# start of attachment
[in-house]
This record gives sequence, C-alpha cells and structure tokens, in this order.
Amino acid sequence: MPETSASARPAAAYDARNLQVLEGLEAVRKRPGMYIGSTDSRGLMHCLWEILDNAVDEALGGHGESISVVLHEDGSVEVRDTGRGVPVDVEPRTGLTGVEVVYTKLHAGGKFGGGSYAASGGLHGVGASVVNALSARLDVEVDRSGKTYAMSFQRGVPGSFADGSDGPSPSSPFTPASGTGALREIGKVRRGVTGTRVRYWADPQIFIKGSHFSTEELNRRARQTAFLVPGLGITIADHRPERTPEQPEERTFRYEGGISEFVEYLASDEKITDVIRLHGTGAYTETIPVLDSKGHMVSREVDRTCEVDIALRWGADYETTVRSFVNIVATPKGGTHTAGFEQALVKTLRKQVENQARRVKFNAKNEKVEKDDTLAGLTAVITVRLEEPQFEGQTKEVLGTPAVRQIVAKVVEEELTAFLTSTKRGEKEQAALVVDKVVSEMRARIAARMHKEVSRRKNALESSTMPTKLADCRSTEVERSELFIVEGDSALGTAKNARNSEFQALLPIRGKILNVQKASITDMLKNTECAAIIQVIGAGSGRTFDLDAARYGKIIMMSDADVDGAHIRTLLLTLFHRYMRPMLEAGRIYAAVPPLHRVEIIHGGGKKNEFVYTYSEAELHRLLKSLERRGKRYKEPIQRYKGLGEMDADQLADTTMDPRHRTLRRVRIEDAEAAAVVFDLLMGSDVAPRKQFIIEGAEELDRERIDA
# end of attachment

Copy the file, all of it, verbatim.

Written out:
[in-house]
This record gives sequence, C-alpha cells and structure tokens, in this order.
Amino acid sequence: MPETSASARPAAAYDARNLQVLEGLEAVRKRPGMYIGSTDSRGLMHCLWEILDNAVDEALGGHGESISVVLHEDGSVEVRDTGRGVPVDVEPRTGLTGVEVVYTKLHAGGKFGGGSYAASGGLHGVGASVVNALSARLDVEVDRSGKTYAMSFQRGVPGSFADGSDGPSPSSPFTPASGTGALREIGKVRRGVTGTRVRYWADPQIFIKGSHFSTEELNRRARQTAFLVPGLGITIADHRPERTPEQPEERTFRYEGGISEFVEYLASDEKITDVIRLHGTGAYTETIPVLDSKGHMVSREVDRTCEVDIALRWGADYETTVRSFVNIVATPKGGTHTAGFEQALVKTLRKQVENQARRVKFNAKNEKVEKDDTLAGLTAVITVRLEEPQFEGQTKEVLGTPAVRQIVAKVVEEELTAFLTSTKRGEKEQAALVVDKVVSEMRARIAARMHKEVSRRKNALESSTMPTKLADCRSTEVERSELFIVEGDSALGTAKNARNSEFQALLPIRGKILNVQKASITDMLKNTECAAIIQVIGAGSGRTFDLDAARYGKIIMMSDADVDGAHIRTLLLTLFHRYMRPMLEAGRIYAAVPPLHRVEIIHGGGKKNEFVYTYSEAELHRLLKSLERRGKRYKEPIQRYKGLGEMDADQLADTTMDPRHRTLRRVRIEDAEAAAVVFDLLMGSDVAPRKQFIIEGAEELDRERIDA